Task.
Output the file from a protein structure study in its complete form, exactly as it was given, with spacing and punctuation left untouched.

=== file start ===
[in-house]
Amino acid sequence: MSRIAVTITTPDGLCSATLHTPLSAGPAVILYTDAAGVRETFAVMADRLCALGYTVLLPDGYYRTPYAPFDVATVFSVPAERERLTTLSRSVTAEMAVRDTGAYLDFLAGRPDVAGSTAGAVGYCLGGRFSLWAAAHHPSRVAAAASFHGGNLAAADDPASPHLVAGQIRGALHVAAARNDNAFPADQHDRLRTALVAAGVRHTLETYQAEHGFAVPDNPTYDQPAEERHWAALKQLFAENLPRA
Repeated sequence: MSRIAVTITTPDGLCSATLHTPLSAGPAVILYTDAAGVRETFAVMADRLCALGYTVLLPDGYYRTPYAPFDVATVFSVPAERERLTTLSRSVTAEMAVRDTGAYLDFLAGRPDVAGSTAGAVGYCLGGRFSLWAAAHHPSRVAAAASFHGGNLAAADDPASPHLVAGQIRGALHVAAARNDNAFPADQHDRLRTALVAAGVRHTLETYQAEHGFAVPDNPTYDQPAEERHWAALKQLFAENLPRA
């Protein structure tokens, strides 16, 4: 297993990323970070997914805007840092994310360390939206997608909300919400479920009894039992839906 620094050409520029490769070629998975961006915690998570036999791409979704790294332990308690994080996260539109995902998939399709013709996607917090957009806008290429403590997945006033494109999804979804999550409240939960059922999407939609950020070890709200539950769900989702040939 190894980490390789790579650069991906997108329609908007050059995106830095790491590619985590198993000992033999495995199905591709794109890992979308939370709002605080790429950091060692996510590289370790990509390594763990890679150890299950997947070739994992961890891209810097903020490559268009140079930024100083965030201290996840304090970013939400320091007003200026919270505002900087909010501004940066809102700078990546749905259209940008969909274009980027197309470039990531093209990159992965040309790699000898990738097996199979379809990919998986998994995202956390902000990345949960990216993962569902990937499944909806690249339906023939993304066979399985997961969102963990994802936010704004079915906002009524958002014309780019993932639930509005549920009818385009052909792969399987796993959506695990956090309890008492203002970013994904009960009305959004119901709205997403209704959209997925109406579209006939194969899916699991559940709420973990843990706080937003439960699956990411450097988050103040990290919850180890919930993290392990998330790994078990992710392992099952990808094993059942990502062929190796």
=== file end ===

[in-house]
Amino acid sequence: MSRIAVTITTPDGLCSATLHTPLSAGPAVILYTDAAGVRETFAVMADRLCALGYTVLLPDGYYRTPYAPFDVATVFSVPAERERLTTLSRSVTAEMAVRDTGAYLDFLAGRPDVAGSTAGAVGYCLGGRFSLWAAAHHPSRVAAAASFHGGNLAAADDPASPHLVAGQIRGALHVAAARNDNAFPADQHDRLRTALVAAGVRHTLETYQAEHGFAVPDNPTYDQPAEERHWAALKQLFAENLPRA
Repeated sequence: MSRIAVTITTPDGLCSATLHTPLSAGPAVILYTDAAGVRETFAVMADRLCALGYTVLLPDGYYRTPYAPFDVATVFSVPAERERLTTLSRSVTAEMAVRDTGAYLDFLAGRPDVAGSTAGAVGYCLGGRFSLWAAAHHPSRVAAAASFHGGNLAAADDPASPHLVAGQIRGALHVAAARNDNAFPADQHDRLRTALVAAGVRHTLETYQAEHGFAVPDNPTYDQPAEERHWAALKQLFAENLPRA
């Protein structure tokens, strides 16, 4: 297993990323970070997914805007840092994310360390939206997608909300919400479920009894039992839906 620094050409520029490769070629998975961006915690998570036999791409979704790294332990308690994080996260539109995902998939399709013709996607917090957009806008290429403590997945006033494109999804979804999550409240939960059922999407939609950020070890709200539950769900989702040939 190894980490390789790579650069991906997108329609908007050059995106830095790491590619985590198993000992033999495995199905591709794109890992979308939370709002605080790429950091060692996510590289370790990509390594763990890679150890299950997947070739994992961890891209810097903020490559268009140079930024100083965030201290996840304090970013939400320091007003200026919270505002900087909010501004940066809102700078990546749905259209940008969909274009980027197309470039990531093209990159992965040309790699000898990738097996199979379809990919998986998994995202956390902000990345949960990216993962569902990937499944909806690249339906023939993304066979399985997961969102963990994802936010704004079915906002009524958002014309780019993932639930509005549920009818385009052909792969399987796993959506695990956090309890008492203002970013994904009960009305959004119901709205997403209704959209997925109406579209006939194969899916699991559940709420973990843990706080937003439960699956990411450097988050103040990290919850180890919930993290392990998330790994078990992710392992099952990808094993059942990502062929190796």